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Pop Diva, Soul Sister

A predictable matchup of glitz versus guts, `Dreamgirls' embraces a stereotype it could have broken.

January 28, 2007|Ann Powers | Times Staff Writer

JENNIFER HUDSON, Golden Globe winner, Oscar nominee and wailing embodiment of the American dream, is today's hottest new star. Arguing against that is like arguing against the weather -- literally.

Various writers have described Ms. Hudson's turn as Effie in the film version of "Dreamgirls" as more than a mere performance: It's an act of God. To quote from recent reviews, Hudson "blows away" the bigger stars in the cast, "tears the screen apart" and "takes you sky high"; she is "grandly shattering," "explosive" and "pyrotechnic." Hurricane Effie's eye wall, the pop aria "And I Am Telling You I'm Not Going," is propelling audiences to their feet nationwide.

Contrast this with the tepid reception for Beyonce Knowles -- the most powerful young woman in popular music today -- as the blase alpha Dreamgirl, Deena. This top-billed role has earned Knowles barely any public notice; even a trumped-up feud between the superstar and Hudson quickly fizzled, drenched by the rapturous Hudson hype. But there's more to the battle between Effie and Deena than the victory of an underdog. Beneath this feel-good story lurks a century's worth of assumptions about self-expression, femininity and race.

Effie versus Deena, translated into top-of-the-lungs gospel soul versus meek commercial pop, narrows the range of black female expression to a pair of cliches. Hudson makes Effie human, projecting sassiness, rage, pride and desolation. But Effie is also a stereotype -- the authentic black "sister," built from working-class values, earthy humor and the raw artistry of blues and gospel. Deena is even more flat, the race-negating black princess sneakily beating out the supermama.

This split reinforces the worst habits of thinking about "real" black artists as rough-hewn, over-emoting and probably destined for tragedy. Such misperceptions have deep roots -- it's what drew white blues fans in the 1960s to obscure Delta itinerants instead of the sequin-gowned, smart-talking women singers who really popularized the blues and, before that, forced geniuses such as Louis Armstrong and Mahalia Jackson to sometimes pose as corn-shucking country folk. It's one reason why black artists who don't fit the mold -- from Paul Robeson to Charles Mingus to, yes, Diana Ross -- have been cast as troublemakers.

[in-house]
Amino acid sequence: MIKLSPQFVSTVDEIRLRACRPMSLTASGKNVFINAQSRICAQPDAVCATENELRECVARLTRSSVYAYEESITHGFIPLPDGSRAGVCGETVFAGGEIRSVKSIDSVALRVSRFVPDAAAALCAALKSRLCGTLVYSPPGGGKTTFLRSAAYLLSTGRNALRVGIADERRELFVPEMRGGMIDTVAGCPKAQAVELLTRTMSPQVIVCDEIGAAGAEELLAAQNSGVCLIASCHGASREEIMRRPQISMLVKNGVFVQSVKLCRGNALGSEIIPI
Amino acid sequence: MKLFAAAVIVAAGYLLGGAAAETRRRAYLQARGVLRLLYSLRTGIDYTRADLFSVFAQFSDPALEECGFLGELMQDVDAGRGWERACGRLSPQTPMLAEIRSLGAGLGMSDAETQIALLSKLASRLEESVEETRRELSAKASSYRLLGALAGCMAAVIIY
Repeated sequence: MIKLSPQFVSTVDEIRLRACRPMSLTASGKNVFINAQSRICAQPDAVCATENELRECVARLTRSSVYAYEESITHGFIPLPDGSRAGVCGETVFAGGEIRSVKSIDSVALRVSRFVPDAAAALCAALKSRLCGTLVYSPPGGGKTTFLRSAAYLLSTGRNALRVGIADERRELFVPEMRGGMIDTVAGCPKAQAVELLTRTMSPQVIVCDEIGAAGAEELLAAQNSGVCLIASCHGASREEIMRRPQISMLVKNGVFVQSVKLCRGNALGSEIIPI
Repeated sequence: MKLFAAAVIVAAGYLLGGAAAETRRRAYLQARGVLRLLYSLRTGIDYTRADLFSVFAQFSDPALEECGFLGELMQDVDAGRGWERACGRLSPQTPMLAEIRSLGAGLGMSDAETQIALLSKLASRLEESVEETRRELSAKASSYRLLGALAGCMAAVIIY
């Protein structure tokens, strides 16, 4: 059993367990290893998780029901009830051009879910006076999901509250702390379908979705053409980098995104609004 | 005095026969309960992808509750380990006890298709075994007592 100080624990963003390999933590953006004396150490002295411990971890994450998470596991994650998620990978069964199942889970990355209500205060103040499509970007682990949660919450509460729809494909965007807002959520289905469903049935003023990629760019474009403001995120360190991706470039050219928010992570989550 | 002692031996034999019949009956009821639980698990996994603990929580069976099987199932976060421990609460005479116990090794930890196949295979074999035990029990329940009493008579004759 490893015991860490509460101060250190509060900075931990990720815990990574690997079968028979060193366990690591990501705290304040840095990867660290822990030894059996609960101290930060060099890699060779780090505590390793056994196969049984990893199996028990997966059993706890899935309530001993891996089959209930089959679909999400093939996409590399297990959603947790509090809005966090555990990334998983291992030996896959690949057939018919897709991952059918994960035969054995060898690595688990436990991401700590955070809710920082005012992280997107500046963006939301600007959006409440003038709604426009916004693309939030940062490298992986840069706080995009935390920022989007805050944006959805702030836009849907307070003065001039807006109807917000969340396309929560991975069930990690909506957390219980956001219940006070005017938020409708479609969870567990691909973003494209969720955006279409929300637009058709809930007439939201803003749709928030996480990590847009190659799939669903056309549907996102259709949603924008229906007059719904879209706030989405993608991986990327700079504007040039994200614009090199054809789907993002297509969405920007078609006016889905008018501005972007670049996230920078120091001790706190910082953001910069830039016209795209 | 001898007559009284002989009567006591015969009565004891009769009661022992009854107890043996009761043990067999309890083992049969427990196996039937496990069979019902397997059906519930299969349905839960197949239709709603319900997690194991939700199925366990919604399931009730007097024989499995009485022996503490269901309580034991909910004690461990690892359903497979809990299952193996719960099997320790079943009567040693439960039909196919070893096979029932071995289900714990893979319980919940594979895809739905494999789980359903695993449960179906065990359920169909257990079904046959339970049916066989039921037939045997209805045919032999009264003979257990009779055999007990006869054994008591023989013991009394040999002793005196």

Aren't we past these stereotypes now, even if we weren't when "Dreamgirls" first appeared on Broadway in 1981? In the year of Barack Obama's likely presidential candidacy, shouldn't a pop-culture "triumph" like this film offer a more complex view of black culture and creativity?

Deep-rooted differences

IN "Dreamgirls," the divide between Effie and Deena represents not just a vocal approach but a way of being. Effie is no-nonsense and psychically free. Her body gives her problems (like Oprah, she fights the fat) but makes her trustworthy; her Svengali, played by Jamie Foxx, is drawn to her because she reminds him of the sisters who raised him. She is grits and cornbread, a living home truth. And she sings straight from the gut.

Deena, conversely, is ethereal, subdued, blank beneath a soft veneer and, most of all, repressed. Her beauty guarantees her mass appeal, but it's somehow untouchable (she can't persuade Foxx's Curtis, who abandons Effie for her, to have a child with her -- while fruitful Effie secretly bears Curtis a daughter). Deena is not only insufficiently black, she's barely human. White wine is the only thing she apparently puts into her small, lovely gut. Only when she adopts Effie's stomach-wrenching singing style does she find freedom and herself.

It didn't have to be that way. Unlike the big Broadway stage where "Dreamgirls" originated, film excels at capturing the power of intimate gestures. Deena might have been brought to life by better songs and a rewritten part. (Effie could also have done something other than roar.) But to present Deena as Effie's artistic equal would have killed the film's plot. And it would have also challenged the still-too-common view that Motown's boss, Berry Gordy Jr., and his ultimate princess, Diana Ross, not only destroyed Florence Ballard, the founder of the Supremes and the inspiration for Effie, by booting her from the group, they corrupted black music in the process, by bringing it to the mainstream.

As any good history (and many have been written) will confirm, that's not exactly what happened in Detroit. First, Ballard was not necessarily a better singer than Ross. Her forceful style was similar to many singers of the day. Call Ross a weaker voice, but she's also a more distinctive one, her dreamy style drifting between innocence and enticement, peaking in some of the purest expressions of yearning pop has ever heard.

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